World Education set up the Lao War Victims Medical Fund (WVMF) to pay for the cost of medical treatment for survivors of accidents from explosive remnants of war. The WVMF encourages accident victims to access medical treatment after an accident and to ensure that the cost of medical treatment does not deplete the family’s resources. The fund is administered by the Provincial Department of Health and the hospital doctors, through a committee specifically set up to manage this fund. An important aspect of this fund is that World Education trains and provides regular follow up support to the Department of Health so they can access funds immediately, manage the funds properly, and provide financial reports on the use of the funds. WVMF presently operates in Houaphan, Savannakhet, and Xieng Khouang, three provinces with high remnants of war ordnance contamination. This year the WVMF will be set up in Salavan and Champassak, two provinces which also are highly contaminated with explosive remnants of war in southern Laos.
Bounchoi and his father while he received treatment at Mahosot Hospital, October 2 2005. In addition to injuries to his neck, he also has weakness of his left side due to nerve injury. World Education facilitated his receiving physical therapy at the National Rehabilitation Center after he was released from the hospital.
Before the start of the War Victims Medical Fund, families had to sell land and other assets or borrow money in order to pay for the treatment costs. In some cases, accident victims died before funds could be collected. Because families know that a fund is available, they now bring their injured relatives to the hospitals more quickly, which further reduces the risk of complications or death.
Since 1995, World Education has assisted accident survivors in Laos by improving the medical system which serves them and by implementing education and awareness projects to prevent further accidents.
Some People Assisted by the War Victim’s Medical Fund:
Bounchoi at home with his mother and sister, November 14 2005. His mother has been helping him with exercises to strengthen the muscles of his left arm and leg. The province hospital staff showed her how to take care of the tracheostomy. He is able to eat and has been comfortable. He will be returning to Khon Kaen in May for the final closure of the tracheostomy. To date, the costs of medical care have been over 2,000 USD. If the WVMF were not available, the family would not have been able to afford the cost of care.
Mr. Bounmy, in the center, had lost his left arm in an accident in 1995 when he was working in the family rice fields. With support from his uncle, he completed high school. The Mennonite Central Committee and private sponsorship support funded further computer and English language training for one year. The National Rehabilitation Center helped him to enter the Sikert Vocational Training Center. This photograph shows Bounmy at the graduation ceremony. He received a certificate in computer technology. Other people in the photograph include Mr. Arthur Mann, far left, from MCC and Dr. Thongchan, second from the right.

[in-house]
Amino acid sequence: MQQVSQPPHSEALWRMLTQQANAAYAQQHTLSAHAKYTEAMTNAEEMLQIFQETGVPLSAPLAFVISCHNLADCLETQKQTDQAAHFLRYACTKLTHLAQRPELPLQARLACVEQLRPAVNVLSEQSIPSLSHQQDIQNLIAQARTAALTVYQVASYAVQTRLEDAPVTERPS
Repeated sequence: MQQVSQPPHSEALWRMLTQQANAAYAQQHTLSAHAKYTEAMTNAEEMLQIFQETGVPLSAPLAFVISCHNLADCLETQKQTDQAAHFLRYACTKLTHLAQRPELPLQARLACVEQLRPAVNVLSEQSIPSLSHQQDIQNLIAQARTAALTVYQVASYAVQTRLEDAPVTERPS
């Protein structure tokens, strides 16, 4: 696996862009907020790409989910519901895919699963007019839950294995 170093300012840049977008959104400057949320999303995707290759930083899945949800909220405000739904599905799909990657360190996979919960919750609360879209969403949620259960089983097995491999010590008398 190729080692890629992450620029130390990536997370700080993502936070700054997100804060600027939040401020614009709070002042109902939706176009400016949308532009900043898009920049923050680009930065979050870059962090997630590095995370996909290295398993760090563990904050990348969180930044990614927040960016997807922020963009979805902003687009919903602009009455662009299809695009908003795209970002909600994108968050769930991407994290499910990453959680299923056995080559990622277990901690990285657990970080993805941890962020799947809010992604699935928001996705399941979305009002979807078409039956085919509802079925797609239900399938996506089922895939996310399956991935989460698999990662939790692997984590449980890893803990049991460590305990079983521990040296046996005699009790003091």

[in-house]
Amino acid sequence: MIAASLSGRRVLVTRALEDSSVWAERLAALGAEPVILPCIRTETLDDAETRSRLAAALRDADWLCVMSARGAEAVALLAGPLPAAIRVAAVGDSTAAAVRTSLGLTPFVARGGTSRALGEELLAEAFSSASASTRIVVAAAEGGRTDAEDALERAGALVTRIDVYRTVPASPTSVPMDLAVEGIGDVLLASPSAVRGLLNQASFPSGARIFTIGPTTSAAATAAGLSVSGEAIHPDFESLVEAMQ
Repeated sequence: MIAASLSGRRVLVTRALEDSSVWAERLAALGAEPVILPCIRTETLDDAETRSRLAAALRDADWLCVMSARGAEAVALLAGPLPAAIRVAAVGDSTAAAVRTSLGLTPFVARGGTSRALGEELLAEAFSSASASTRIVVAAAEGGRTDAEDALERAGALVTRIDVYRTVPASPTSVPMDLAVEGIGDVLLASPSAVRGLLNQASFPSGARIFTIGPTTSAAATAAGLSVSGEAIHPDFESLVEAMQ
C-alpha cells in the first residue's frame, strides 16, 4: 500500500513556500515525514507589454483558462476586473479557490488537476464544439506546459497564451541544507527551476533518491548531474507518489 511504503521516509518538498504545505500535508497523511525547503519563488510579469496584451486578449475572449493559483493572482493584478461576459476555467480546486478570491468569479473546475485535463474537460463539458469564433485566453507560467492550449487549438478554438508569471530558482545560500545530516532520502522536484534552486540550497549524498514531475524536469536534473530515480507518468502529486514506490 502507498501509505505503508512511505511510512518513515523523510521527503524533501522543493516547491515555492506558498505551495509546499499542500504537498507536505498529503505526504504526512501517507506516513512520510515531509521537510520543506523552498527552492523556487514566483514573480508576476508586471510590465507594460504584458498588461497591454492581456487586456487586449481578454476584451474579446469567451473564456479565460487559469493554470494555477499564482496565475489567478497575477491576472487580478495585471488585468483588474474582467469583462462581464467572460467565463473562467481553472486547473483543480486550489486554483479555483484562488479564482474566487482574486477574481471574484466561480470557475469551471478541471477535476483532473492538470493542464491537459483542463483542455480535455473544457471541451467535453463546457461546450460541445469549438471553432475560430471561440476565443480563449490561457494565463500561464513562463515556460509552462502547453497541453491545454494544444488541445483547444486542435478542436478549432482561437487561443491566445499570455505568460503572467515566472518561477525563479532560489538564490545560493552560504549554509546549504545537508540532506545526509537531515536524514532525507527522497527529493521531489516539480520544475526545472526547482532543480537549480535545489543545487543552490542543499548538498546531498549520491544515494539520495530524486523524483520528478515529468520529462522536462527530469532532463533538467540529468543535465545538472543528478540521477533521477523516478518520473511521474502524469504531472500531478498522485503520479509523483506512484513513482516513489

Bounmy is currently considering his options, which include working at a shop in Xieng Khouang where he can be closer to his family. He can also continue studying English.
Mr. Onekham was injured in an accident when he was very young, leaving him partially sighted. For several years, he was able to attend school after being fitted with new glasses but his vision has worsened. Because he would like to continue secondary school, the Quality of Life Rehabilitation Fund, supported with MCC funding, have funded follow-up evaluation at the Eye Center. Currently, he is learning braille and has started to attend an Inclusive Education School in Vientiane.
Ms. Sisomphan was injured in an accident in 2002. She received extensive abdominal injuries and had been hospitalized for two months at Mahosot Hospital. These expenses were paid for by the WVMF. Although she had wanted to study medicine or nursing, she was not able to pass the examinations this year. She is now in the food preparation program at the Center for Skills Development in Vientiane with the hope that she will be able to support herself and continue her studies in the future.
Mai was 18 years old when she stepped on a landmine. In Houa Meuang District, there had been army camps and heavy fighting during the war. Mai did not know that there was a mine field in the village that her family had just moved to, and set out to pick bamboo shoots. Just inside the forest she stepped on a land mine. Because of the remoteness of the village, it took a long time to arrive at the province hospital in Sam Neua, Houaphan Province. The wound became infected and Mai received most of her treatment at The Trauma Center at Friendship Hospital in Vientiane. Transportation, treatment, and per diem for food was paid for by the War Victim’s Medical Fund.
The picture at the left was taken in September 2005. The picture below is of Mai before she left Vientiane in January 2006. She has experience as a weaver and the Quality of Life fund in Houaphan is arranging assistance so she can start weaving again.